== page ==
The prevalence of thyroid nodules in the general population is increasingly high, and at least half of those biopsied prove to be benign. Sonographic risk-stratification systems are being proposed as “rule-out” tests that can identify nodules that do not require fine-needle aspiration (FNA) cytology.
To comparatively assess the performances of five internationally endorsed sonographic classification systems [those of the American Thyroid Association, the American Association of Clinical Endocrinologists, the American College of Radiology (ACR), the European Thyroid Association, and the Korean Society of Thyroid Radiology] in identifying nodules whose FNAs can be safely deferred and to estimate their negative predictive values (NPVs).
Prospective study of thyroid nodules referred for FNA.
Single academic referral center.
Four hundred seventy-seven patients (358 females, 75.2%); mean (SD) age, 55.9 (13.9) years.
Main Outcome Measures
Number of biopsies classified as unnecessary, false-negative rate (FNR), sensitivity, specificity, predictive values, and diagnostic ORs for each system.
Application of the systems’ FNA criteria would have reduced the number of biopsies performed by 17.1% to 53.4%. The ACR Thyroid Imaging Reporting and Data System (TIRADS) allowed the largest reduction (268 of 502) with the lowest FNR (NPV, 97.8%; 95% CI, 95.2% to 99.2%). Except for the Korean Society of Thyroid Radiology TIRADS, all other systems exhibited significant discriminatory performance but produced significantly smaller reductions in the number of procedures.
Internationally endorsed sonographic risk stratification systems vary widely in their ability to reduce the number of unnecessary thyroid nodule FNAs. The ACR TIRADS outperformed the others, classifying more than half the biopsies as unnecessary with a FNR of 2.2%.
With stringent negativity cut-offs, American Thyroid Association and Thyroid Imaging Reporting and Data System assessment of cytologically indeterminate thyroid nodules allows high-confidence exclusion of malignancy.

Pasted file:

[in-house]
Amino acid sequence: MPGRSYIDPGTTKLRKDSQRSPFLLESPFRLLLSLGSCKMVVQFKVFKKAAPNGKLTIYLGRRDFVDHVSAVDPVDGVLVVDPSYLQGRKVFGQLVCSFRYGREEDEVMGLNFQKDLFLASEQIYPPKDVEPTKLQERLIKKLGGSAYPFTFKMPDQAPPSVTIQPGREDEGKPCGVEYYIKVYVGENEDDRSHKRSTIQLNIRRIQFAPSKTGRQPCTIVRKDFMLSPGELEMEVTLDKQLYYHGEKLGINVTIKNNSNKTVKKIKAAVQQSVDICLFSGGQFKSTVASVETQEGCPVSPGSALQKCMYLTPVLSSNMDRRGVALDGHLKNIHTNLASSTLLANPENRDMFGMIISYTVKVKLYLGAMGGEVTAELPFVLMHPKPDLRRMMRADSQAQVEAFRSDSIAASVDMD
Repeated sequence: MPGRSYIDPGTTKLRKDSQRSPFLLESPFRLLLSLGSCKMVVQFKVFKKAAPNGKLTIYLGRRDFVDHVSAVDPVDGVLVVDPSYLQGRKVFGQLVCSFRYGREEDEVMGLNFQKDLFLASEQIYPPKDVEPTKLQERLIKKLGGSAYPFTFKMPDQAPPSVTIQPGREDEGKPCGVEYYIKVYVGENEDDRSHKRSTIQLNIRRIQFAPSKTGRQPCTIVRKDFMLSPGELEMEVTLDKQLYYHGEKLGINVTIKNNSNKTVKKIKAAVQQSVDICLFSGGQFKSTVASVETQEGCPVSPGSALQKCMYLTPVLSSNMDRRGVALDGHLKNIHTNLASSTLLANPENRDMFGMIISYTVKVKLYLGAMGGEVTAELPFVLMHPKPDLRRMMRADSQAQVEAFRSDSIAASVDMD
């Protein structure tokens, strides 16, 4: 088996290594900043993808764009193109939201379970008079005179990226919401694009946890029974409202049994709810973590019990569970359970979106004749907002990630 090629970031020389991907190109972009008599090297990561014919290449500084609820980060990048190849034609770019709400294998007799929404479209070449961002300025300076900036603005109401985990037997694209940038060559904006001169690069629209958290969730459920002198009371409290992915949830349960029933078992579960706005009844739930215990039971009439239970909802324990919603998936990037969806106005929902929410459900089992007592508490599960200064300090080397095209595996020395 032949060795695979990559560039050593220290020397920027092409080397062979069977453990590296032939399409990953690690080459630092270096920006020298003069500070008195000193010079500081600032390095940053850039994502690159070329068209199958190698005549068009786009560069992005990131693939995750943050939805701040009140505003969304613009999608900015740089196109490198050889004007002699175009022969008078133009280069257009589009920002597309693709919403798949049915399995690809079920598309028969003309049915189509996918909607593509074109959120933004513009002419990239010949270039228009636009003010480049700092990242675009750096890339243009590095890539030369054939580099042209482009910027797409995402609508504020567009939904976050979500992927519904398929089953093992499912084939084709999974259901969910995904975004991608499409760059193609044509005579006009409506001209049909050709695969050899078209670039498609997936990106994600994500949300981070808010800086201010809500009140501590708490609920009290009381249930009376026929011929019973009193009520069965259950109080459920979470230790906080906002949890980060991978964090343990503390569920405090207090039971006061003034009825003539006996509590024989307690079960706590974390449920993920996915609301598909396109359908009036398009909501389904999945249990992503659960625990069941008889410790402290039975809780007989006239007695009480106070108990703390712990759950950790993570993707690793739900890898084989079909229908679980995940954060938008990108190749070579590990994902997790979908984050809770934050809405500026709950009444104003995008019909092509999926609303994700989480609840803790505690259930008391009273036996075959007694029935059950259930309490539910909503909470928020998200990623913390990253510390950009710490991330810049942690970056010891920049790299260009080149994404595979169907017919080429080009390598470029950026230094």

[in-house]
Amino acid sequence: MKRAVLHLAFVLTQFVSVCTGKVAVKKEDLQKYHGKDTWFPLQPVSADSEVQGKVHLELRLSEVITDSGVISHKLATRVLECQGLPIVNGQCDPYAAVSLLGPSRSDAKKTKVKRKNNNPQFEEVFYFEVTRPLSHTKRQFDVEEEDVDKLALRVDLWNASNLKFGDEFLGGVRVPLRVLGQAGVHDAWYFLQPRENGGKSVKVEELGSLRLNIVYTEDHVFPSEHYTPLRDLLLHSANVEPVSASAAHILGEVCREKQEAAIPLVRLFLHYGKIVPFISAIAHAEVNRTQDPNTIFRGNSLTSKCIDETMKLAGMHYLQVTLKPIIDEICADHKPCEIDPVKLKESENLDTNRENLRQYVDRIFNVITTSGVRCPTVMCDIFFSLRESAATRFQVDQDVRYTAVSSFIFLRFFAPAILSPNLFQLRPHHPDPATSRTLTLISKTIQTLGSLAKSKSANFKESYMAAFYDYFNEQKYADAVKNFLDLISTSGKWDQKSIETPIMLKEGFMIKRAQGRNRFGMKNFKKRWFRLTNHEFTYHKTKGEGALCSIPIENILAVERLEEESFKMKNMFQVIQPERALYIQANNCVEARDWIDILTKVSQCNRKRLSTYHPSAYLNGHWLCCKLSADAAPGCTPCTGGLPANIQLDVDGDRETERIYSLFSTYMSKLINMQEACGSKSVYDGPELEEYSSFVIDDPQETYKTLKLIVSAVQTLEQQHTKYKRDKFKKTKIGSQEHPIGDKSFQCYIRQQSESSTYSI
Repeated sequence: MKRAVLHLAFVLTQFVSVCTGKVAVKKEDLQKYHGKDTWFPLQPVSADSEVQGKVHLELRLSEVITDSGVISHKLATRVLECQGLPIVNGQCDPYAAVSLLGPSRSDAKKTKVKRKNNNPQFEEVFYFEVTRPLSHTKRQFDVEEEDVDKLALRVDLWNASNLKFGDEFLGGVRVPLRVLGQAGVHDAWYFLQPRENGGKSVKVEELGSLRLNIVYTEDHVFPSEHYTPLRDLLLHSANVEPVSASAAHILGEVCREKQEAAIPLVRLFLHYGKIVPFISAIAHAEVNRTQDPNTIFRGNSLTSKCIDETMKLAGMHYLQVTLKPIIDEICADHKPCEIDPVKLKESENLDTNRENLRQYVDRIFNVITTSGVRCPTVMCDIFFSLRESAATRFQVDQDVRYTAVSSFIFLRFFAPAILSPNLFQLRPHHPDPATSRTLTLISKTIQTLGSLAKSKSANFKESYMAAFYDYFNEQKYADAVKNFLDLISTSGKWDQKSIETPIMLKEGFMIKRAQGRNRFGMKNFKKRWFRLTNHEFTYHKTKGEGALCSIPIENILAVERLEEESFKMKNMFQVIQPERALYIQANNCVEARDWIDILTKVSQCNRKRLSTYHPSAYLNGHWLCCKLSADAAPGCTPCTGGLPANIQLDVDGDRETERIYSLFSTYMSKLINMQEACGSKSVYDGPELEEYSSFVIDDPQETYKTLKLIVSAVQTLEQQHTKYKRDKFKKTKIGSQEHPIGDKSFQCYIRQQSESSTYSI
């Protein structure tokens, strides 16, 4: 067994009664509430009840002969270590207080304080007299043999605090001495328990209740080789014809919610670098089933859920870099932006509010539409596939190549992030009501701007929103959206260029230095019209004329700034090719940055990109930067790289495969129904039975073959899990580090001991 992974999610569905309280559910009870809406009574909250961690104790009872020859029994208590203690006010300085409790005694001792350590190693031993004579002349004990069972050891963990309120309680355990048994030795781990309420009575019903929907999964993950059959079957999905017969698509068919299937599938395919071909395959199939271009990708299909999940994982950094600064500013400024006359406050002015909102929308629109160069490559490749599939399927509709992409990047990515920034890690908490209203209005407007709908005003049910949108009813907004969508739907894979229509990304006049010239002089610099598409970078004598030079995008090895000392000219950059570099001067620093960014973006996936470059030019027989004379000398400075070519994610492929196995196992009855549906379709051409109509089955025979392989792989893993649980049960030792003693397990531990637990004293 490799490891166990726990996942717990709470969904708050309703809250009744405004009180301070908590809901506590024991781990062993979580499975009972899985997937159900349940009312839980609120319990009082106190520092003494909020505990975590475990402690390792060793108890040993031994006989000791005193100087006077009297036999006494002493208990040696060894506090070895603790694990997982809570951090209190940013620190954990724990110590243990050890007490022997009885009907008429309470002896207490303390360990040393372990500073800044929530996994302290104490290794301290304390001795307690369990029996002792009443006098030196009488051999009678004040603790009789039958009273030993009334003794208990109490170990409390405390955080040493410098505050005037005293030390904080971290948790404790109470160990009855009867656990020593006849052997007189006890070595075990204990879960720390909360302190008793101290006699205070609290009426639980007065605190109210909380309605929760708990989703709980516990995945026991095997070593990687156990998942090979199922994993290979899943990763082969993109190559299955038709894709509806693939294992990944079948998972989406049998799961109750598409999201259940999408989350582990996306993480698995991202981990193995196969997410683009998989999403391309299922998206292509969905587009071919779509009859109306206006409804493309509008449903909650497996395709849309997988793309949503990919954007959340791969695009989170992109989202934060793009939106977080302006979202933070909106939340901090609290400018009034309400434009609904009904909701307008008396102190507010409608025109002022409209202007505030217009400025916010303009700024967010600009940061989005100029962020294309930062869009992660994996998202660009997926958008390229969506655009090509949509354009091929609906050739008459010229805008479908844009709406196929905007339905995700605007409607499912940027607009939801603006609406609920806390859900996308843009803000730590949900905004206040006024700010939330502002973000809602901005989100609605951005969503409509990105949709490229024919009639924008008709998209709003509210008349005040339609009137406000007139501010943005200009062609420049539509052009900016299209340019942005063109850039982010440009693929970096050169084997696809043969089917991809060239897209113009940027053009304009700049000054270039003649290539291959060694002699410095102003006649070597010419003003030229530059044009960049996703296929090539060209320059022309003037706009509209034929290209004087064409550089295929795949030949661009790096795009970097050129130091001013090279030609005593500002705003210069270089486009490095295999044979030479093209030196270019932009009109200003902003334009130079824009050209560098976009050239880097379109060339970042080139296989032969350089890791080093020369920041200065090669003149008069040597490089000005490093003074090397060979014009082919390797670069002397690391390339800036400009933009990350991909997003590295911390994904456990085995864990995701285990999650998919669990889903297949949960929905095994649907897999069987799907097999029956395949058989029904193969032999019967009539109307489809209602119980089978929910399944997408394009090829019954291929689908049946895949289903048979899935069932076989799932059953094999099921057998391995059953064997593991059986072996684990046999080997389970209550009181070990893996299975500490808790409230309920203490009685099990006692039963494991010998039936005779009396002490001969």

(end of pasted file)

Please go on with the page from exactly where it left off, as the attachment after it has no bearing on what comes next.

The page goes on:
Purpose To evaluate the diagnostic performance of strain ratio elastography (SRE) and shear wave elastography (SWE) alone and in combination with Thyroid Imaging Reporting and Data System (TIRADS) classification parameters to improve differentiation between benign and malignant thyroid nodules.
Materials and Methods In this prospective study benign (n = 191) and malignant (n = 52) thyroid nodules were examined with high-resolution ultrasound (US) features using the TIRADS lexicon and SRE semiquantitative and SWE quantitative findings using histology or cytology as the gold standard with a 12-month follow-up. Sensitivity (Se), specificity (Sp) and the area under the ROC curve (AUROC) were used to evaluate the diagnostic performance of each feature and combinations of the methods.
Results TIRADS score showed a sensitivity of 59.6 %, a specificity of 83.8 % with an AUROC of 0.717, a PPV of 50.0 % and an NPV of 88.4 %. SRE yielded the highest performance with a sensitivity of 82.7 %, a specificity of 92.7 % with AUROC of 0.877, a PPV 75.4 % and an NPV of 95.2 %. SWE (kPa) had a sensitivity and specificity of 67.3 % and 82.7 %, respectively, with an AUROC of 0.750, a PPV of 51.5 % and an NPV of 90.3 %. Differences were significant for SRE only but not for SWE.
Conclusion Ultrasound elastography may improve thyroid nodule discrimination. In particular, SRE has a better performance than TIRADS classification, while their combination improves sensitivity.
Observed results raise the importance of better refining the diagnostic protocol for LAR in children. Nasal TSLP and IL-5 levels offer new insights concerning localized allergic inflammation, although the role of nasal sIgE has still to be clarified.
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